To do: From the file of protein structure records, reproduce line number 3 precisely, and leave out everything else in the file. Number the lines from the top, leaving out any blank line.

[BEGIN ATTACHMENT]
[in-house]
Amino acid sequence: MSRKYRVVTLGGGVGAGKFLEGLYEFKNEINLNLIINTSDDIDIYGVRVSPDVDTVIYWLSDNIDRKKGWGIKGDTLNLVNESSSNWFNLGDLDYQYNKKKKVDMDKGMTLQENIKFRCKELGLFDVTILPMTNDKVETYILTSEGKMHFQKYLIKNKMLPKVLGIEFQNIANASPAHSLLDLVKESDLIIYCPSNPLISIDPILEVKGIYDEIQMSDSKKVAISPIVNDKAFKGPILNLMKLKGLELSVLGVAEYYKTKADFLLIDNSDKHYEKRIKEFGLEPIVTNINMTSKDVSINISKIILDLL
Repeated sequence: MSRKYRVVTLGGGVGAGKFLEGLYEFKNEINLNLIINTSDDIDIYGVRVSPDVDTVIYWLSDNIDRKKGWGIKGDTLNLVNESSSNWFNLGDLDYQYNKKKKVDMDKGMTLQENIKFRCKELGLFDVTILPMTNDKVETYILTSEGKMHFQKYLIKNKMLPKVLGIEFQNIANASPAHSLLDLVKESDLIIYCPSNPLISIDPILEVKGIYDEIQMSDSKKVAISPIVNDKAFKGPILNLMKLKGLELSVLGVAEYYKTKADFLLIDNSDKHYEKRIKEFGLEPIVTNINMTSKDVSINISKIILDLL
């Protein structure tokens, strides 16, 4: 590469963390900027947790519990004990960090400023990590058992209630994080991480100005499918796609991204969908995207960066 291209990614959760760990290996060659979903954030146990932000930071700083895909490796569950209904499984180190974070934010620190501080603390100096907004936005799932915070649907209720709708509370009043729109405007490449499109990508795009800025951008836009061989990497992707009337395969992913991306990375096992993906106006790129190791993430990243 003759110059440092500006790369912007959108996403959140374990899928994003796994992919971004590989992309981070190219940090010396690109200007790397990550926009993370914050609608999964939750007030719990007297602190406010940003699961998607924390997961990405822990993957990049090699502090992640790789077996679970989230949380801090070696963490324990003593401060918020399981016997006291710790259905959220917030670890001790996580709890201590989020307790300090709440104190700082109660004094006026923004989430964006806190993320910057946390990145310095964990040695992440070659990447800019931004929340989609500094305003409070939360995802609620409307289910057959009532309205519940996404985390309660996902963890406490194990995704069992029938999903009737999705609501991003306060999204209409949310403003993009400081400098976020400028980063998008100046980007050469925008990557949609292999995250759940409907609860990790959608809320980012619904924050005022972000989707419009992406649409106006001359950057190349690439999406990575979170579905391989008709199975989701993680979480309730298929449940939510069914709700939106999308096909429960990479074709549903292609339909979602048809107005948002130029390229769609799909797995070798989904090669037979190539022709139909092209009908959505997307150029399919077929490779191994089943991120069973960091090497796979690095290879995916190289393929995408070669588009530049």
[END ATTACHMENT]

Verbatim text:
Repeated sequence: MSRKYRVVTLGGGVGAGKFLEGLYEFKNEINLNLIINTSDDIDIYGVRVSPDVDTVIYWLSDNIDRKKGWGIKGDTLNLVNESSSNWFNLGDLDYQYNKKKKVDMDKGMTLQENIKFRCKELGLFDVTILPMTNDKVETYILTSEGKMHFQKYLIKNKMLPKVLGIEFQNIANASPAHSLLDLVKESDLIIYCPSNPLISIDPILEVKGIYDEIQMSDSKKVAISPIVNDKAFKGPILNLMKLKGLELSVLGVAEYYKTKADFLLIDNSDKHYEKRIKEFGLEPIVTNINMTSKDVSINISKIILDLL